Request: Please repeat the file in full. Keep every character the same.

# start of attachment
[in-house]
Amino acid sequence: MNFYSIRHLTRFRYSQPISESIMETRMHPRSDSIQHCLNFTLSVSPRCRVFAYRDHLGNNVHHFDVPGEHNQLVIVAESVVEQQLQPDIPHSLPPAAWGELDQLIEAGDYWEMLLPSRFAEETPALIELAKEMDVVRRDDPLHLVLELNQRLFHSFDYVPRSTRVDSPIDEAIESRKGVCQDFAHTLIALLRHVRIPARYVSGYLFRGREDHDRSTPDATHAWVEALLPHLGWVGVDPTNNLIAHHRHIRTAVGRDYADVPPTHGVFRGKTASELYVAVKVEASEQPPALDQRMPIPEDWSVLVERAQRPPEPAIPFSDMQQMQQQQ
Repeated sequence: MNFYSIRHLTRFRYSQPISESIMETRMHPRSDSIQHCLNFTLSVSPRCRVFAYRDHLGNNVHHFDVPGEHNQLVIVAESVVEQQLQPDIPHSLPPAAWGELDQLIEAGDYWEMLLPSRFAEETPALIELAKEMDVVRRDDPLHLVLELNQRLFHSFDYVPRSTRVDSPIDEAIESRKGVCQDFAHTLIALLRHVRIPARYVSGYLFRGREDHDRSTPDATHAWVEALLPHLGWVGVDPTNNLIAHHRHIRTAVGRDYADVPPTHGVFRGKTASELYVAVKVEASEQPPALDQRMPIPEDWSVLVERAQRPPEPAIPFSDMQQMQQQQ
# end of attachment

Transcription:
[in-house]
Amino acid sequence: MNFYSIRHLTRFRYSQPISESIMETRMHPRSDSIQHCLNFTLSVSPRCRVFAYRDHLGNNVHHFDVPGEHNQLVIVAESVVEQQLQPDIPHSLPPAAWGELDQLIEAGDYWEMLLPSRFAEETPALIELAKEMDVVRRDDPLHLVLELNQRLFHSFDYVPRSTRVDSPIDEAIESRKGVCQDFAHTLIALLRHVRIPARYVSGYLFRGREDHDRSTPDATHAWVEALLPHLGWVGVDPTNNLIAHHRHIRTAVGRDYADVPPTHGVFRGKTASELYVAVKVEASEQPPALDQRMPIPEDWSVLVERAQRPPEPAIPFSDMQQMQQQQ
Repeated sequence: MNFYSIRHLTRFRYSQPISESIMETRMHPRSDSIQHCLNFTLSVSPRCRVFAYRDHLGNNVHHFDVPGEHNQLVIVAESVVEQQLQPDIPHSLPPAAWGELDQLIEAGDYWEMLLPSRFAEETPALIELAKEMDVVRRDDPLHLVLELNQRLFHSFDYVPRSTRVDSPIDEAIESRKGVCQDFAHTLIALLRHVRIPARYVSGYLFRGREDHDRSTPDATHAWVEALLPHLGWVGVDPTNNLIAHHRHIRTAVGRDYADVPPTHGVFRGKTASELYVAVKVEASEQPPALDQRMPIPEDWSVLVERAQRPPEPAIPFSDMQQMQQQQ